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Decrease in size has increased workload for Walworth County board members

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ANN MARIE AMES
July 15, 2010
— The whole state watched in 2007 when voters cut the Walworth County Board from 25 members to 11.

The matter has since dropped from the public radar, but a small group of people continues to feel the change: the 11 board members.


“We knew the workload was going to be more,” board member Jerry Grant told the Gazette. “We knew it was going to be a lot more. I can see board members getting burned out.”


Grant earlier this month wrote a letter to his peers suggesting they talk about increasing the number of board members by four.


The board Tuesday referred the issue to the executive committee, which meets Monday.


Board members serve on four committees, which is time consuming and information-intensive, Grant said.


The time is ripe to consider the matter as the county waits for the results of the 2010 census, Grant said. The census results could result in new county districts, he said.


The rules for an increase would be based on the same law that allowed the public to reduce the number of board members by direct petition, County Administrator Dave Bretl said.


It’s a new law and will require some study, but Bretl thinks the law allows the board to propose new districts by July 2011.


The board would then hold public hearings and solicit input from municipalities, Bretl said.


A final map would have to be approved before December 2011, when people will take out papers to run for office in the April 2012 election.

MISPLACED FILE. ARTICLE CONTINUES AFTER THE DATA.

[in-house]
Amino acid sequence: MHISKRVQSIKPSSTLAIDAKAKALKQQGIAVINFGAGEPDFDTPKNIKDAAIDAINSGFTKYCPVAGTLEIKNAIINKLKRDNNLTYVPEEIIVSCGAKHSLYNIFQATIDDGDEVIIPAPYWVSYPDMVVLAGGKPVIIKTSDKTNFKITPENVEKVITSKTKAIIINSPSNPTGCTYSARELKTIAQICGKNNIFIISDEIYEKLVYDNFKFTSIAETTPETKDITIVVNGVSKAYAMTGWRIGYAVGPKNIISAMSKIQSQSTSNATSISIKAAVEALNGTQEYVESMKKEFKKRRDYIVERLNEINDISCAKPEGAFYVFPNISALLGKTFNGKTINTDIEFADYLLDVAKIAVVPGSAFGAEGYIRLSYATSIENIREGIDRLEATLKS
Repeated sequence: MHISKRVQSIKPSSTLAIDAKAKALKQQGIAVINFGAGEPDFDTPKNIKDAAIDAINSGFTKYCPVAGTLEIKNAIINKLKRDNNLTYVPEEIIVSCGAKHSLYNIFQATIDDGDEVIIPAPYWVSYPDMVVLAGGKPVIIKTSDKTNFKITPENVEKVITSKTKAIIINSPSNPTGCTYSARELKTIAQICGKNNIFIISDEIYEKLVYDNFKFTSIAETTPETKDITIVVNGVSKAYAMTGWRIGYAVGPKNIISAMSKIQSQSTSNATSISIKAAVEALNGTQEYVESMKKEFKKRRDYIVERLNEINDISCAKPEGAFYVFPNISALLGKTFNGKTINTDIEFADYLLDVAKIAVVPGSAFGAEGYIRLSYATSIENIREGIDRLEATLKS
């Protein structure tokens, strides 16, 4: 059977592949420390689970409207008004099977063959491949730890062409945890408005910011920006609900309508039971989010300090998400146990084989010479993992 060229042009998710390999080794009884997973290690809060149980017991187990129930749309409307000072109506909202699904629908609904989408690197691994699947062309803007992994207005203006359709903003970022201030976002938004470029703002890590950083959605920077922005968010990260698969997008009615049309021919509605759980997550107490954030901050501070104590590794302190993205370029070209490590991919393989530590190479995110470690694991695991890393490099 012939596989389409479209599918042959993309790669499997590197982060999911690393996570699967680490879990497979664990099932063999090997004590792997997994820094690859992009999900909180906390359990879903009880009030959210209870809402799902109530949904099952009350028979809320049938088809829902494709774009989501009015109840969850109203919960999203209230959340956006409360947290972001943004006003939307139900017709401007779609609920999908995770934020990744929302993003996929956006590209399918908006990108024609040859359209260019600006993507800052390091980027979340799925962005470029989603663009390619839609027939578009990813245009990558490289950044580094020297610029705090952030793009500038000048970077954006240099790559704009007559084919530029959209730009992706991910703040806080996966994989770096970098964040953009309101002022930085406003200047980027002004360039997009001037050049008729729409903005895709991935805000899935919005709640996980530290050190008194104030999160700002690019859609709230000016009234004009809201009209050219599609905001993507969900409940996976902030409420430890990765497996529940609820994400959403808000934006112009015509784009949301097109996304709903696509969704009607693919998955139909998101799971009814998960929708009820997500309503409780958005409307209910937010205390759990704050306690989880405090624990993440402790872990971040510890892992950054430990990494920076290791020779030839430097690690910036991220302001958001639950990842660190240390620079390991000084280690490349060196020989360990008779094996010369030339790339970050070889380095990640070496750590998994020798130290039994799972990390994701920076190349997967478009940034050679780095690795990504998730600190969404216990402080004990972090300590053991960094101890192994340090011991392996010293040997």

Once the new districts are set, the law would only allow boards sizes to be reduced—not increased—until the 2020 census, Bretl said. A downsizing could come as a result of a public petition or the will of the board.


BOARD SIZE TIMELINE

The issue or reducing the size of the Walworth County Board was controversial in 2007, when county residents voted 8,061 to 6,956 in favor of cutting the board to 11 members.


Here’s how it happened:


2002—The Walworth County Board votes to reduce its membership from 35 to 25.


Jan. 4, 2006—Wisconsin Act 100 becomes a law. The new law allows county boards to reduce themselves or be downsized by citizen petition and referendum once between censuses.


Before January 2006, county boards could change size only once every 10 years after the federal census.


May 2006—Citizens for Responsible Government files an intent to petition taxpayers to reduce the board 15 members. The group withdraws the intent when some board members start talking about downsizing the board.


June 2006—The board votes 12-10 to not discuss a proposal to downsize to 21 members. The majority of the board is in favor of waiting until the 2010 census before downsizing.


September 2006—Citizens for Responsible Government files an intent to petition to reduce the board to 11 members.


April 2007—In a binding referendum, residents vote to reduce the size of the board.


April 2008—Eleven board members take seats on the board. Nine are incumbents.



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